Living beings have an internal clock that regulates biological functions in a 24-hour period. This is also known as circadian rhythm and allows for adaptation to cyclic changes in the environment.
The conductor, or master clock, is located in the brain, called the hypothalamus in human beings, or more specifically the suprachiasmatic nucleus. This is where thousands of neurons carry out activities that oscillate over a period of close to 24 hours dictated by about fifteen genes called “clock genes”.
This cyclic activity extends to the various organs which are synchronised by the hypothalamus but also adapt to their local environment. A primate study found that the majority of coding genes have cyclic expression within 24 hours in most organs. Remarkably, less than 1% of genes whose expression is rhythmic in a tissue revealed cyclic expression in other tissues, this demonstrates the importance and specificity of peripheral clocks in organs.
These biological clocks are also sensitive to different signals that act as synchronizers, for example, light is key to synchronize the master clock in the brain. Special photoreceptors in the retina – melanopsin-expressing ganglion cells – transmit a signal to the suprachiasmatic nucleus and synchronize the clock at a rate of 24 hours. Light intensity, duration of exposure and spectral range are key parameters in this phenomenon. Other factors also influence peripheral clocks including diet, especially at the liver level, and physical exercise in muscle tissue.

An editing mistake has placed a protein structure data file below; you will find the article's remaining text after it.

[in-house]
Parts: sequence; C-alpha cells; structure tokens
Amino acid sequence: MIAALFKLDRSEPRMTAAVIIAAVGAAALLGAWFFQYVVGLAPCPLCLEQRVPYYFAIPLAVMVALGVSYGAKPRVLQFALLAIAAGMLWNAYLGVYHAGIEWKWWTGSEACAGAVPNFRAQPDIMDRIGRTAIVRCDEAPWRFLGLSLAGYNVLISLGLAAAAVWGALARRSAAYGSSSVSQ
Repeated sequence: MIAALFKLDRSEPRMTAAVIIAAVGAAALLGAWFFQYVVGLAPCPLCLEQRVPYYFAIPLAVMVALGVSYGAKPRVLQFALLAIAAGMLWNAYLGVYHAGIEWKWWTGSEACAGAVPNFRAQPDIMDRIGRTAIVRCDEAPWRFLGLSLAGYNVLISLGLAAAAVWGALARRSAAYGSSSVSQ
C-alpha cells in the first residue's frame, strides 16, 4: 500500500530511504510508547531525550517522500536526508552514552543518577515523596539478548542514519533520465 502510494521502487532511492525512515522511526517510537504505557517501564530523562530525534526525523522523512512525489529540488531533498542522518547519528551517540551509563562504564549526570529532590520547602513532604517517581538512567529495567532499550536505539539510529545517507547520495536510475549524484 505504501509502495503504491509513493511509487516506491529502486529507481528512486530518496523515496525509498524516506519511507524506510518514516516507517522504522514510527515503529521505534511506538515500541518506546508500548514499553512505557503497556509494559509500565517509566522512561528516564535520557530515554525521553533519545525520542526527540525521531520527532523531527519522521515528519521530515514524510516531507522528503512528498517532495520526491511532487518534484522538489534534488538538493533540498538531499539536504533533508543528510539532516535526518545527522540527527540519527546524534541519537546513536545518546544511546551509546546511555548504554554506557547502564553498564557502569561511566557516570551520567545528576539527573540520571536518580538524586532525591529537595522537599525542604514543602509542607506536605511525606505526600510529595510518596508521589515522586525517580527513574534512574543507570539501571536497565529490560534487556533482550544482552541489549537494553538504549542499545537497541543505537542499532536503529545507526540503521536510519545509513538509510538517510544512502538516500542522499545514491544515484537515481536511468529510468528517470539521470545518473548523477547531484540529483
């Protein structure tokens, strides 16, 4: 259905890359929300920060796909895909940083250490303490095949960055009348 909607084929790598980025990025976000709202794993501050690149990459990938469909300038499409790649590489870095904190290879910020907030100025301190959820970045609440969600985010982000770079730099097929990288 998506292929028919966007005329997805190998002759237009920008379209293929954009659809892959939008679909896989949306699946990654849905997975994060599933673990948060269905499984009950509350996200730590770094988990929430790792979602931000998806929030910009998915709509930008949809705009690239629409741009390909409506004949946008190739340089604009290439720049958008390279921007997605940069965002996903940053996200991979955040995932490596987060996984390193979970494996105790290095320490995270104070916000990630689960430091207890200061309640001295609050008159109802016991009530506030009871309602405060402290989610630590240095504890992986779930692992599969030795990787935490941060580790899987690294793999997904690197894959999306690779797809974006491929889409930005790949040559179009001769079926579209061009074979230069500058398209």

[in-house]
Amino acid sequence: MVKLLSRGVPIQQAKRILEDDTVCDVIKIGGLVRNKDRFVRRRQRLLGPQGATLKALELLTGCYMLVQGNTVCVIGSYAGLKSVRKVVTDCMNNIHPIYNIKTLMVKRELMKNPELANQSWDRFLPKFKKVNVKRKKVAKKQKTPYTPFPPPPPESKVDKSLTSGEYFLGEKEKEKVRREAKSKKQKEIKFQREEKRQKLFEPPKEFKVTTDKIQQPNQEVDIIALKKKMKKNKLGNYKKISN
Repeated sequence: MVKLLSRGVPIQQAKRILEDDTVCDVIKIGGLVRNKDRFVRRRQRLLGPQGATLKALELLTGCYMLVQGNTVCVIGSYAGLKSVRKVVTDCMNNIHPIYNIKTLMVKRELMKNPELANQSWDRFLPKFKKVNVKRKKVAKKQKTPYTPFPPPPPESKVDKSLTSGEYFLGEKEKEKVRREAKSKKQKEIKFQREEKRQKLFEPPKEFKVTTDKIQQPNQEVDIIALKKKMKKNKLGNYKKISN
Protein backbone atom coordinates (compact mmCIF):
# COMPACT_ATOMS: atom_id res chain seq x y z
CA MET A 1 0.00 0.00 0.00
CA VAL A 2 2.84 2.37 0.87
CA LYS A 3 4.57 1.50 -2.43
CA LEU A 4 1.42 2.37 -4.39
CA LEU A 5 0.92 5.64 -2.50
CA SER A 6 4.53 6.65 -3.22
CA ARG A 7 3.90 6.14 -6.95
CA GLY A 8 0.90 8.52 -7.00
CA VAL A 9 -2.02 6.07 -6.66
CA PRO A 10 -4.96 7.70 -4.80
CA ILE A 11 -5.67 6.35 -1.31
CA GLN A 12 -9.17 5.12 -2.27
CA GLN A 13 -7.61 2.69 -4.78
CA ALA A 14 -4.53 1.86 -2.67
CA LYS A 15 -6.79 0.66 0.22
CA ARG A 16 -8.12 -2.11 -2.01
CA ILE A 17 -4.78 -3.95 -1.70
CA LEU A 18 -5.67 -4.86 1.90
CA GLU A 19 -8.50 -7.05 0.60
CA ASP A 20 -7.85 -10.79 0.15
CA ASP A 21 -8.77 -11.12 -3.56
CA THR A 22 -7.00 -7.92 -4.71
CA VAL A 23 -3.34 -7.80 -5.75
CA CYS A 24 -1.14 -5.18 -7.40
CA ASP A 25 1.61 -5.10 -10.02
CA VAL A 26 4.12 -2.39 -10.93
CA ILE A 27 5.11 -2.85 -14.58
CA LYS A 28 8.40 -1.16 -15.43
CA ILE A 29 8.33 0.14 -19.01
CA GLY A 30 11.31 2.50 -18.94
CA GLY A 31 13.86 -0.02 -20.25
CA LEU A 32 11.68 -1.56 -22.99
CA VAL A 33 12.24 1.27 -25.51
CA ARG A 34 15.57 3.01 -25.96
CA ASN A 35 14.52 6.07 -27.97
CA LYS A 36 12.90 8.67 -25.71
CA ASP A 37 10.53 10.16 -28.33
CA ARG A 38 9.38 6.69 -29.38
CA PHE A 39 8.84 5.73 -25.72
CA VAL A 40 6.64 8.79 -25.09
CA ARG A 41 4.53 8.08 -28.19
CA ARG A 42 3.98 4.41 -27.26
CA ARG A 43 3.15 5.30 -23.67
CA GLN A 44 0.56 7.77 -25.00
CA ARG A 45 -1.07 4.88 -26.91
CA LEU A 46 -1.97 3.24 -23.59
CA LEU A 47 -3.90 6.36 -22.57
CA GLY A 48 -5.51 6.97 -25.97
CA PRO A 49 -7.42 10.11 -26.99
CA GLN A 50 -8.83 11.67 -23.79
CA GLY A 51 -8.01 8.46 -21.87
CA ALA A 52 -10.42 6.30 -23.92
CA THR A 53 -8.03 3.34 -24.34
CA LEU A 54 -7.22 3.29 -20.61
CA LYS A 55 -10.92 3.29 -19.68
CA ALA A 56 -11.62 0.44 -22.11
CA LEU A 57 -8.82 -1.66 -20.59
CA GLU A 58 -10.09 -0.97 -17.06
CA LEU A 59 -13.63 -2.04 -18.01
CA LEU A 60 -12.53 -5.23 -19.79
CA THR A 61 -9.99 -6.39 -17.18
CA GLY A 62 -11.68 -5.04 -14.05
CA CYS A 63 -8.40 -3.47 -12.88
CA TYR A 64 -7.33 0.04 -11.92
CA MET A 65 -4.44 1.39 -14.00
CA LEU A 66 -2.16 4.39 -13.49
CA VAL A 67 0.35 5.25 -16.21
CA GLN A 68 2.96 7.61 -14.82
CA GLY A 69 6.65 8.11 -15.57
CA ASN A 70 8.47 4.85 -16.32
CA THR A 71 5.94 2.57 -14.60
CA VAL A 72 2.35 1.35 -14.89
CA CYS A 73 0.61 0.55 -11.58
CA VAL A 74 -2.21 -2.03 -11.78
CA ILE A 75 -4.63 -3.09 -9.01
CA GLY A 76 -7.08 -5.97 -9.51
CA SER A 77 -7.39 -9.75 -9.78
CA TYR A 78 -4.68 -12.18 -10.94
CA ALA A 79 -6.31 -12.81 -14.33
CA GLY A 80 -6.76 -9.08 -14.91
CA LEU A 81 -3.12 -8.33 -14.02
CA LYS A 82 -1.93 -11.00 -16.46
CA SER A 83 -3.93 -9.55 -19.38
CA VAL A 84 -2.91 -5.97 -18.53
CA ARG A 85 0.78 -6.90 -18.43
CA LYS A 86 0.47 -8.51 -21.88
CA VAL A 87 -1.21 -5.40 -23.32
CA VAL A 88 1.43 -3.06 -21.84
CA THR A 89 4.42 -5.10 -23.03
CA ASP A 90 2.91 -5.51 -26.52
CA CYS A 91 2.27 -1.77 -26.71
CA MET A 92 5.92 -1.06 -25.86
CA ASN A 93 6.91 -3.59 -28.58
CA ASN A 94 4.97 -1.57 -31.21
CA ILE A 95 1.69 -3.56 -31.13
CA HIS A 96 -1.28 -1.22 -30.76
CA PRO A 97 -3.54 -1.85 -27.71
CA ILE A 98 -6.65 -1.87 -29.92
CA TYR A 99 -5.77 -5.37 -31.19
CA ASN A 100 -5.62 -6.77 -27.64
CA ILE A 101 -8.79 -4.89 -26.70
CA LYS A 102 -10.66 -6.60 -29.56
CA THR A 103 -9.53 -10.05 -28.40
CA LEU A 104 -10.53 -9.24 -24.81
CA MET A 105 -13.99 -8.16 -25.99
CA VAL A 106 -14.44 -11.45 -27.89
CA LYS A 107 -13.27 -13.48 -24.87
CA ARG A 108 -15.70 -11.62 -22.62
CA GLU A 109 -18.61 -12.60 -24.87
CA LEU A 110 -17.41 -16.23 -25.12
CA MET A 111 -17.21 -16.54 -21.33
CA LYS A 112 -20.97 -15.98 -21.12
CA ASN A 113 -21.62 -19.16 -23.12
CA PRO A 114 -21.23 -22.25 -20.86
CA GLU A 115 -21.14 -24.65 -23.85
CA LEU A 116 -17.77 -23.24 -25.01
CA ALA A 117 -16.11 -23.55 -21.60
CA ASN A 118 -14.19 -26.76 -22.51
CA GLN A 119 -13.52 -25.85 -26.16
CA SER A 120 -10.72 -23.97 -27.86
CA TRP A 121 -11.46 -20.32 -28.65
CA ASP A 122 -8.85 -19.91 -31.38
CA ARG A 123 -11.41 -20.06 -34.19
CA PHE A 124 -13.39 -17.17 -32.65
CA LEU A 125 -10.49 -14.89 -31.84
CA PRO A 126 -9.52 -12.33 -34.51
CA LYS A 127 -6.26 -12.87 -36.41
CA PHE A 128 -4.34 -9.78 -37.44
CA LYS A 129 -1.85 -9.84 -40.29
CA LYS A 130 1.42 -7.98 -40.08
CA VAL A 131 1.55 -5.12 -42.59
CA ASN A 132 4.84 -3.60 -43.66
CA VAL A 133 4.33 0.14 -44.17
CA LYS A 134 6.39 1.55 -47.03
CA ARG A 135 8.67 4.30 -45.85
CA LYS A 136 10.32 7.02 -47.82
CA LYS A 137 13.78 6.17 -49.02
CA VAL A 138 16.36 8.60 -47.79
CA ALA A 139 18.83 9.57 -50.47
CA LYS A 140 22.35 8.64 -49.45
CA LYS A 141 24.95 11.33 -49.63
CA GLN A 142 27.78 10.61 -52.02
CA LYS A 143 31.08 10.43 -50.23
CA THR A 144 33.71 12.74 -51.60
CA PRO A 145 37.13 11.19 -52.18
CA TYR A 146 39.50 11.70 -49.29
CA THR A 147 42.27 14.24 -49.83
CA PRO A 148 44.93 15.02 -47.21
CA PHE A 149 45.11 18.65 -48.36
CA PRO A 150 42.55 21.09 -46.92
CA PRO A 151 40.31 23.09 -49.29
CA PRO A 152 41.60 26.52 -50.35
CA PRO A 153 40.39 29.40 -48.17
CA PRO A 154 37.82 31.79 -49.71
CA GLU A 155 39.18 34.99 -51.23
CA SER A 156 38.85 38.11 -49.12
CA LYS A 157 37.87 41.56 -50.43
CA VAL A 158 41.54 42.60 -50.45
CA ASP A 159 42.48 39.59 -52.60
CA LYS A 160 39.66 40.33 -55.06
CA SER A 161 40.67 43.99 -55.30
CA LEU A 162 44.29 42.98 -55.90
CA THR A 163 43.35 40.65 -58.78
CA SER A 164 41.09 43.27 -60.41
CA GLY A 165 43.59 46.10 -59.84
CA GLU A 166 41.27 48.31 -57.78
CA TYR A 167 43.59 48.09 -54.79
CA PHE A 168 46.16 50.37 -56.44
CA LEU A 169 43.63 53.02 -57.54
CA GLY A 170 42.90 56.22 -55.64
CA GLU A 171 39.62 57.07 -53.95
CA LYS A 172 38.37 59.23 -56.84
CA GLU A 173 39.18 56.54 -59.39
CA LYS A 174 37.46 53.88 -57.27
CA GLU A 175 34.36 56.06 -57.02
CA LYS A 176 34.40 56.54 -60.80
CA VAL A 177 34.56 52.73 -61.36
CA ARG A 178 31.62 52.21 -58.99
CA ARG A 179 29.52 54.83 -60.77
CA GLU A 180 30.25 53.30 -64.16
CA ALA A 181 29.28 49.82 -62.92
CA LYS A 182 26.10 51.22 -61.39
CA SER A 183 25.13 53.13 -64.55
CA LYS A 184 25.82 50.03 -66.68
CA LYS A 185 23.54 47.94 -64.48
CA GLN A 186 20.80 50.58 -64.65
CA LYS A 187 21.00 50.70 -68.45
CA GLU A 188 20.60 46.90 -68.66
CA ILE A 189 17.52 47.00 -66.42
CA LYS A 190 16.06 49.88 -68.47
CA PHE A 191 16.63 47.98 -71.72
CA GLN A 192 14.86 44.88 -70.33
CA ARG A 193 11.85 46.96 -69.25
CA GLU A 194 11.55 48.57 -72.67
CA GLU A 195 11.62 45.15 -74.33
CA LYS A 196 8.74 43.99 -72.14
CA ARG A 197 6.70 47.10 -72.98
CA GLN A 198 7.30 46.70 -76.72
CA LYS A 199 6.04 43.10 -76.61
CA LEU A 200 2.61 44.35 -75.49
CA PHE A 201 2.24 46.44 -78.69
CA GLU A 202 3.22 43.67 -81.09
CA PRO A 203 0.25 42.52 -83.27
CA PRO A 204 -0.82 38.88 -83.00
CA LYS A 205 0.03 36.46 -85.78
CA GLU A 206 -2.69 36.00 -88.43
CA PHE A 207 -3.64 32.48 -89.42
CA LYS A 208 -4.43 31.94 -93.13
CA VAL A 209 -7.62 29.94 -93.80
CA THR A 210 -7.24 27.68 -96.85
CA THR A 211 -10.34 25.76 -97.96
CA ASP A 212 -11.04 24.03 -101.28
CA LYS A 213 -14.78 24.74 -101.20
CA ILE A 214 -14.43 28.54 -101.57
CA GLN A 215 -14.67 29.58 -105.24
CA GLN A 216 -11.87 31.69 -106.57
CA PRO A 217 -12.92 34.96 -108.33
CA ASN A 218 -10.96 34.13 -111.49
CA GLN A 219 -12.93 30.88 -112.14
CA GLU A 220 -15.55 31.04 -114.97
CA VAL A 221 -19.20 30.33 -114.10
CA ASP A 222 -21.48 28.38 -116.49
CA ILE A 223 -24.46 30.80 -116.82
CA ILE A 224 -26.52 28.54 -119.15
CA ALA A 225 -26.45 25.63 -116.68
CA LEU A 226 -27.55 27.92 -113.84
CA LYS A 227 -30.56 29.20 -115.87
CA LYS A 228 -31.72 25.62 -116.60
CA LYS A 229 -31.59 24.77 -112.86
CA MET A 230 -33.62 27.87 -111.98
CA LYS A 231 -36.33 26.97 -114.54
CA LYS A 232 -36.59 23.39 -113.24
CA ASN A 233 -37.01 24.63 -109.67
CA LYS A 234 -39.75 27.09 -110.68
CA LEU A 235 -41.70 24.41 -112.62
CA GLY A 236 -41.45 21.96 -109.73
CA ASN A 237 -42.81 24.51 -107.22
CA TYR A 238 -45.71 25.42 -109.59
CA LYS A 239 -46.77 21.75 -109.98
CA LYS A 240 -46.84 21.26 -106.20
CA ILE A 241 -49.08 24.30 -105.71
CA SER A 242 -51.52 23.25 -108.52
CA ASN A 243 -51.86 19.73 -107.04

These mechanisms of regulation play a central role in affective, cognitive, and metabolic functions and their dysfunction can lead to severe health problem: increased risk of sleep disorders, metabolic and cardiovascular disorders, cancers, impaired cognitive function, depression and anxiety. Multiple other factors are also involved, including genetic background, lifestyle and behaviors (light hygiene, diet, night work, stress), certain diseases or special sensitivity to light and other synchronizers.
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